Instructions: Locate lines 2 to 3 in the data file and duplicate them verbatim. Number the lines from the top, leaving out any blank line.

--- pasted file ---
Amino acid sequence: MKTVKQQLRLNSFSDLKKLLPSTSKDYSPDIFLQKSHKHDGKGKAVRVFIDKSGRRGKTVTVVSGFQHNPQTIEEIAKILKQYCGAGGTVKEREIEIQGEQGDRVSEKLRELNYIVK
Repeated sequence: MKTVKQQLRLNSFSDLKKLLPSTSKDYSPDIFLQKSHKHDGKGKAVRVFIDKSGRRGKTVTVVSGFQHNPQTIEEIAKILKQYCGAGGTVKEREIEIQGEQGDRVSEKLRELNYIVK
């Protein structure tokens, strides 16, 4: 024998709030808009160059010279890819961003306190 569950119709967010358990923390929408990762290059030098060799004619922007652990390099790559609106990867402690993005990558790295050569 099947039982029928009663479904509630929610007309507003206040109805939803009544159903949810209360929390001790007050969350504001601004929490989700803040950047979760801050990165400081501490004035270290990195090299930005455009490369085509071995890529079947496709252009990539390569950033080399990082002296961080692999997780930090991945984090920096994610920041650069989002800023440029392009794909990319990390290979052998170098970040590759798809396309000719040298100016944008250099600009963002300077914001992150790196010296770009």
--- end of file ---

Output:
Repeated sequence: MKTVKQQLRLNSFSDLKKLLPSTSKDYSPDIFLQKSHKHDGKGKAVRVFIDKSGRRGKTVTVVSGFQHNPQTIEEIAKILKQYCGAGGTVKEREIEIQGEQGDRVSEKLRELNYIVK
């Protein structure tokens, strides 16, 4: 024998709030808009160059010279890819961003306190 569950119709967010358990923390929408990762290059030098060799004619922007652990390099790559609106990867402690993005990558790295050569 099947039982029928009663479904509630929610007309507003206040109805939803009544159903949810209360929390001790007050969350504001601004929490989700803040950047979760801050990165400081501490004035270290990195090299930005455009490369085509071995890529079947496709252009990539390569950033080399990082002296961080692999997780930090991945984090920096994610920041650069989002800023440029392009794909990319990390290979052998170098970040590759798809396309000719040298100016944008250099600009963002300077914001992150790196010296770009």